Bob Fisch, CEO of the Cranberry-based Rue 21 chain, poses in the new rueGuy portion of their store on Wednesday at Tanger Outlets in South Strabane.
By Teresa F. Lindeman / Pittsburgh Post-Gazette
The months of road shows with investors are over and the conference calls with analysts done for the foreseeable future. It was sometimes a bumpy process, but Cranberry-based teen clothing retailer rue21 returned to the ranks of private companies in October after being sold for about $1.1 billion.
Now CEO Bob Fisch would rather talk about the fun part of being in the retail business.
"I feel like I'm starting over again," he said earnestly as he walked around the remodeled rue21 store at the Tanger Outlets in South Strabane last week pointing out the fixtures filled with colorful nail polishes, walls covered with boots and more boots, and, especially, the new section devoting more attention to the guys.
A day later, rue21 would open its 1,000th store, complete with the rueGuy format that will be part of any new locations going forward.
A week earlier, the retailer launched its first online shop, opening up its trendy, inexpensive fashion to even more places than its hundreds of storefronts around the country.
"I'm really looking forward to 2014," Mr. Fisch said.
The teen clothing sector has not had its strongest year, with big names such as New Albany, Ohio-based Abercrombie & Fitch and South Side-based American Eagle Outfitters reporting disappointing sales. That made some investors skittish about rue21's prospects, especially after the Cranberry chain reported drops in year-over-year comparisons at established stores.
"Yes, we had a tough second quarter," Mr. Fisch said, adding, "It's the first time in 45 quarters that we missed."
He said London-based Apax Partners, the private equity investor that bought rue21 and had been an investor in the chain before, never showed any inclination to pull out of the deal, and any doubters at the road shows seemed reassured after he shared his vision for the company.
"I am totally committed to building this business," he said, predicting that rue21 could grow to become a $2 billion business. In the fiscal year ending in February, rue21 reported sales just above $900 million.
Getting there will require the discipline to stay focused on the long term, even as the company's merchants work to respond quickly to short-term fashion hits.
Which brings Mr. Fisch to the subject of rue21's long anticipated e-commerce launch, which analysts and customers had been pressing for as competitors made it increasingly clear that shoppers were willing to buy fashion online.
Taking a deliberative approach was the right approach, he said. "It was by design for a couple of reasons."
For one thing, rue21 was busy establishing its fast-growing bricks-and-mortar chain, raising its profile around the country. Since its niche is providing accessible fashion in underserved markets, it's still off the radar for many customers in major markets.
Store No. 1,000 opened Thursday in the Oklahoma city of Enid, which the local visitors bureau claims is where evangelist Oral Roberts found his calling and also where a character in the TV series "The Big Bang Theory" briefly considered moving for its low crime and high-speed Internet. The county's economic development site says the population is over 50,000.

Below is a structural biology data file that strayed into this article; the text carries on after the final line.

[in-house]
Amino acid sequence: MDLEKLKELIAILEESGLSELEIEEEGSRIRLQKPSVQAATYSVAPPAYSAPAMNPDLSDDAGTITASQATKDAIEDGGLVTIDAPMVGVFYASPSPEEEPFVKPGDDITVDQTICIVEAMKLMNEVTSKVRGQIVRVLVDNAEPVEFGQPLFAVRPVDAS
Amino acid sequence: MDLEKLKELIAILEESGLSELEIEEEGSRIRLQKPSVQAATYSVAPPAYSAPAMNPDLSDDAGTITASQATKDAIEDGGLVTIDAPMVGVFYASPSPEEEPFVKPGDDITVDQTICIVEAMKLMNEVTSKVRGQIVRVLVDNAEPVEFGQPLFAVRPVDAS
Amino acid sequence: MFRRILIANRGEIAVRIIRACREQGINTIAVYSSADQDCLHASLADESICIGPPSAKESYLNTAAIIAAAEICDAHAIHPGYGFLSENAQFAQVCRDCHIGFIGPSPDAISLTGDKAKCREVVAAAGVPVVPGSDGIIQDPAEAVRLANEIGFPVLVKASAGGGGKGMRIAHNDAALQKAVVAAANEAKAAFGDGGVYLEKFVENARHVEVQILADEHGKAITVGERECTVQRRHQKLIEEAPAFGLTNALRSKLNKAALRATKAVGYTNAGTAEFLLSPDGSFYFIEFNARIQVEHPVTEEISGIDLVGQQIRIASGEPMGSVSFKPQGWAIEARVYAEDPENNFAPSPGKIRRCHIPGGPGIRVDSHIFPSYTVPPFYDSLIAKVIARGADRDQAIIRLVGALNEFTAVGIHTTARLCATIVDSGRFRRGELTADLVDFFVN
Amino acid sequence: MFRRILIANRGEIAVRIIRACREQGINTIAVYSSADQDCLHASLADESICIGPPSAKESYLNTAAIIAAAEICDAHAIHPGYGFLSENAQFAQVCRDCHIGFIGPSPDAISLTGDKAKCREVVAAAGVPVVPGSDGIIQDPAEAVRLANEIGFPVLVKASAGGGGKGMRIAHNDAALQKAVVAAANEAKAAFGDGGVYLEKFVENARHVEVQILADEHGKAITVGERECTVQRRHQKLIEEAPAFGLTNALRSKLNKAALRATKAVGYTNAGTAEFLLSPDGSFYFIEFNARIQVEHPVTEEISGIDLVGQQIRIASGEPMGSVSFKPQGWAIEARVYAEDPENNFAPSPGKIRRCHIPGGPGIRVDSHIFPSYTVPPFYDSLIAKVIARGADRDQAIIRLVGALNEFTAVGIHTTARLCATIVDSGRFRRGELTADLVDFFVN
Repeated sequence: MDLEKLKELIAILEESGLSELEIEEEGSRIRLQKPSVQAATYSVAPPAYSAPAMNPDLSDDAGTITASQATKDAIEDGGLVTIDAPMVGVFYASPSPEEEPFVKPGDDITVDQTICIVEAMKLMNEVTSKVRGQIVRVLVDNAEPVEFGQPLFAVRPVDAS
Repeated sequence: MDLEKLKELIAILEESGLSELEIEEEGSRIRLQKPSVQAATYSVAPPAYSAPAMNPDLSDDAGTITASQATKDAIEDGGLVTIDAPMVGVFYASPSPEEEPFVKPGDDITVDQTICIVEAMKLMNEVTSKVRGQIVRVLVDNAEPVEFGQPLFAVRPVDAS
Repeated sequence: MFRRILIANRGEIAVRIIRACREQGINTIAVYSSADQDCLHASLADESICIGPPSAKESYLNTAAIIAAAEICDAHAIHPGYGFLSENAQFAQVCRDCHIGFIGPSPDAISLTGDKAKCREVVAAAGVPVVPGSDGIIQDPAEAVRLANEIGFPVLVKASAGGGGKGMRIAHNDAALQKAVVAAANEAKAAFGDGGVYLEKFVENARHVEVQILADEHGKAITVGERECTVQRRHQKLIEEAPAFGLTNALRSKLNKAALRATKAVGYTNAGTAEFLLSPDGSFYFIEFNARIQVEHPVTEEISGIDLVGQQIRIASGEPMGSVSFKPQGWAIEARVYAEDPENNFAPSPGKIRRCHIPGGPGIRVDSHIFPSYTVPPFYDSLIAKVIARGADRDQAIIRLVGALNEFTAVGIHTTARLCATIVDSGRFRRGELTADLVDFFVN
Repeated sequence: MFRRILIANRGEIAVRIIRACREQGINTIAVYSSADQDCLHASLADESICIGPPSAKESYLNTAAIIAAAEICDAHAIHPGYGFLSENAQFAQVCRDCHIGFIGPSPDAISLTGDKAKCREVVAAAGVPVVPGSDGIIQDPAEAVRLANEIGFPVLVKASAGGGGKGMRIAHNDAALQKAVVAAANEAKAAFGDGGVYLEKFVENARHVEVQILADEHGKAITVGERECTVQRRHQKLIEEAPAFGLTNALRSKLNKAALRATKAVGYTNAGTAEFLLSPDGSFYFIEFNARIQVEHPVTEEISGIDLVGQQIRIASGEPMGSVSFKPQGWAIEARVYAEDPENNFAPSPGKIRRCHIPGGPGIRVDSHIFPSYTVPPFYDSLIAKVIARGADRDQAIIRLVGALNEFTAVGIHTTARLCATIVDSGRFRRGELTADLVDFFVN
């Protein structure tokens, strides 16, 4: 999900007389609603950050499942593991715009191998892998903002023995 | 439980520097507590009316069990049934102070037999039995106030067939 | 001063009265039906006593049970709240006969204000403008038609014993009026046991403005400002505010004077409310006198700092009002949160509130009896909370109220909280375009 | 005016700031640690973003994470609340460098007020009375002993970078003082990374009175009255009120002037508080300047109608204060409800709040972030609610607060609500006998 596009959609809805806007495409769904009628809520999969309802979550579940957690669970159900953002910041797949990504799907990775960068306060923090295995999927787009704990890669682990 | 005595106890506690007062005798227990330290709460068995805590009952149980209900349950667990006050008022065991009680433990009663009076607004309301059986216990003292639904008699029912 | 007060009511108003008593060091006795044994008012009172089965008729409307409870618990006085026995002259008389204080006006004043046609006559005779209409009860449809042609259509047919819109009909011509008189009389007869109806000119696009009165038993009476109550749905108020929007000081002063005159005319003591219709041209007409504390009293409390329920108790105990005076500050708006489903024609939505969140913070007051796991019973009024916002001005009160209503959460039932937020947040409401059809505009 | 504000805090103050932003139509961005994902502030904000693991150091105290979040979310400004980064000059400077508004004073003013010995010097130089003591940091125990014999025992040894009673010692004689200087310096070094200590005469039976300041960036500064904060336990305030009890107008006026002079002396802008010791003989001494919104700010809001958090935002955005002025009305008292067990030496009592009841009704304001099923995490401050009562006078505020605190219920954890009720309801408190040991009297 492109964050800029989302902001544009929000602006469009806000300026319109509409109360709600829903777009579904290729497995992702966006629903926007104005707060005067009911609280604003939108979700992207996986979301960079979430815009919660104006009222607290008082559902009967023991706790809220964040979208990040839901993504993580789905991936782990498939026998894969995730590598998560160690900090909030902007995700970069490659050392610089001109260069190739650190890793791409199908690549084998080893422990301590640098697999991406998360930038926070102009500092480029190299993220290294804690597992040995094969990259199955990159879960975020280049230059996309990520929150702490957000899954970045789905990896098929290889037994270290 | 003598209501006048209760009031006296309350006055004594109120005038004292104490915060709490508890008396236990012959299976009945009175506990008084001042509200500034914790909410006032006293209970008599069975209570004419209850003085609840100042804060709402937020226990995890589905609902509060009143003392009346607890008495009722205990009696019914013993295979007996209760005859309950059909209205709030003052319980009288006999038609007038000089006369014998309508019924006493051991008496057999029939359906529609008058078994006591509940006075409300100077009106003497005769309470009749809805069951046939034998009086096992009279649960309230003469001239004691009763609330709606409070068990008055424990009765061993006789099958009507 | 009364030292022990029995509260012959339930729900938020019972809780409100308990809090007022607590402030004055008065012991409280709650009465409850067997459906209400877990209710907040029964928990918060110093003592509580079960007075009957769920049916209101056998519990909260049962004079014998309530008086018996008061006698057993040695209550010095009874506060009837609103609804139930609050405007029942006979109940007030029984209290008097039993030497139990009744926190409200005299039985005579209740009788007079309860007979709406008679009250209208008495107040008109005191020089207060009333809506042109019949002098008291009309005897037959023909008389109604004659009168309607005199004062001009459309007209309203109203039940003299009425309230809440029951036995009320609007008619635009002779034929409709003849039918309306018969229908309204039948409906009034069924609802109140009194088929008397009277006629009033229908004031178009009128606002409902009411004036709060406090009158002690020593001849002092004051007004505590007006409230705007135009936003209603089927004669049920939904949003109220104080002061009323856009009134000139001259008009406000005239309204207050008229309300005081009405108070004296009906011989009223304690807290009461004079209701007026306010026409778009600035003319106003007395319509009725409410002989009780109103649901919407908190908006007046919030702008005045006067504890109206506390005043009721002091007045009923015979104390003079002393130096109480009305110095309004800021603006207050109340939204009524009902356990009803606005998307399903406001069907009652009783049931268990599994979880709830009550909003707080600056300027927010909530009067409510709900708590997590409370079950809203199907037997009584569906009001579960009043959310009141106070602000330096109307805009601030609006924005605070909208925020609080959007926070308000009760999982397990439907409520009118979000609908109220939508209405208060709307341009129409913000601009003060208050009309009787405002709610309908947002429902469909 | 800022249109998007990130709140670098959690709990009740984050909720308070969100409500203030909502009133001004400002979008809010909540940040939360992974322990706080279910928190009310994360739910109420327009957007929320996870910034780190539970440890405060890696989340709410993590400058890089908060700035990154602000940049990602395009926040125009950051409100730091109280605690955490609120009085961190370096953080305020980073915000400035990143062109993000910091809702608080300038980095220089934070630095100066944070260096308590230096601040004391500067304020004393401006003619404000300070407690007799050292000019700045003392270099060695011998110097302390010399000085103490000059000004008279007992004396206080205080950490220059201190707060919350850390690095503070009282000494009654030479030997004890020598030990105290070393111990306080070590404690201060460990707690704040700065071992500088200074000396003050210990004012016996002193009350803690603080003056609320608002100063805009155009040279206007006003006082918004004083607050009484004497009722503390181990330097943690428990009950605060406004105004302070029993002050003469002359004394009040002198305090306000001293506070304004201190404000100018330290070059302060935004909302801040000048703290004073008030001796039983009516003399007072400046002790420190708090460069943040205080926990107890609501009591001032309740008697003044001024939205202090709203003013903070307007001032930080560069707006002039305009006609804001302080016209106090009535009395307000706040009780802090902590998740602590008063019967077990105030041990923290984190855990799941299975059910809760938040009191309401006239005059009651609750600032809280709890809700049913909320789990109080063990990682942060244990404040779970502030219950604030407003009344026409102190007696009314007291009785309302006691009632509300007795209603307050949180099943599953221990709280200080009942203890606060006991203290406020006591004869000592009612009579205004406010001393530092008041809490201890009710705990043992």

Communities between 15,000 and 50,000 people are in rue21's sweet spot, Mr. Fisch said. "There's plenty of those in the U.S.," meaning there's plenty of room to open more stores.
The delay in going online also had to do with getting the supporting infrastructure in place, including doubling the size of rue21's distribution center in Weirton, W.Va., and recruiting talent experienced in online retail. The company considered outsourcing online order fulfillment but decided keeping it in-house made more sense economically.
The plan did originally call for turning on the e-commerce operation next year but Mr. Fisch said he decided it needed to be in place for this holiday season. Still, rue21's delayed arrival to the online party had the advantage of making it easier to make the e-store accessible for mobile commerce, in addition to more traditional desktop computers.
The retailer's other big initiative this year has been rueGuy, which puts a name on the section of the stores devoted to guys along with expanding the merchandise offerings. The guys business has traditionally accounted for between 18 percent and 20 percent of the company's sales, but stores where the new format has been tested since August are seeing as much as 23 percent of sales coming from men's fashion.
Besides the usual mix of jeans and T-shirts, rue21 has been adding colognes and underwear and expects to add more footwear. The new stores -- and remodeled ones -- provide a little more separation for the girls, too, who seem to like having their jewelry selections taken off the walls and put onto tables and freestanding displays. They like the separate dressing room entrances, too.
The remodeling freshens things up, which could help address rue21's ongoing challenge to keep sales growing in established stores. "I think customers just wanted to see things differently," Mr. Fisch said, as he pointed out walls that have been put to extensive use as merchandise displays and an open ceiling that makes the 5,500-square-foot store feel larger.
More changes are coming, including rue21's first swimwear line in the spring.
Mr. Fisch said it can be easier taking such chances as a private company that is not trying to produce quarterly gains to make Wall Street happy. "It's easy as a public company to get away from your DNA," he said.
Teresa F. Lindeman: firstname.lastname@example.org or 412-263-2018.
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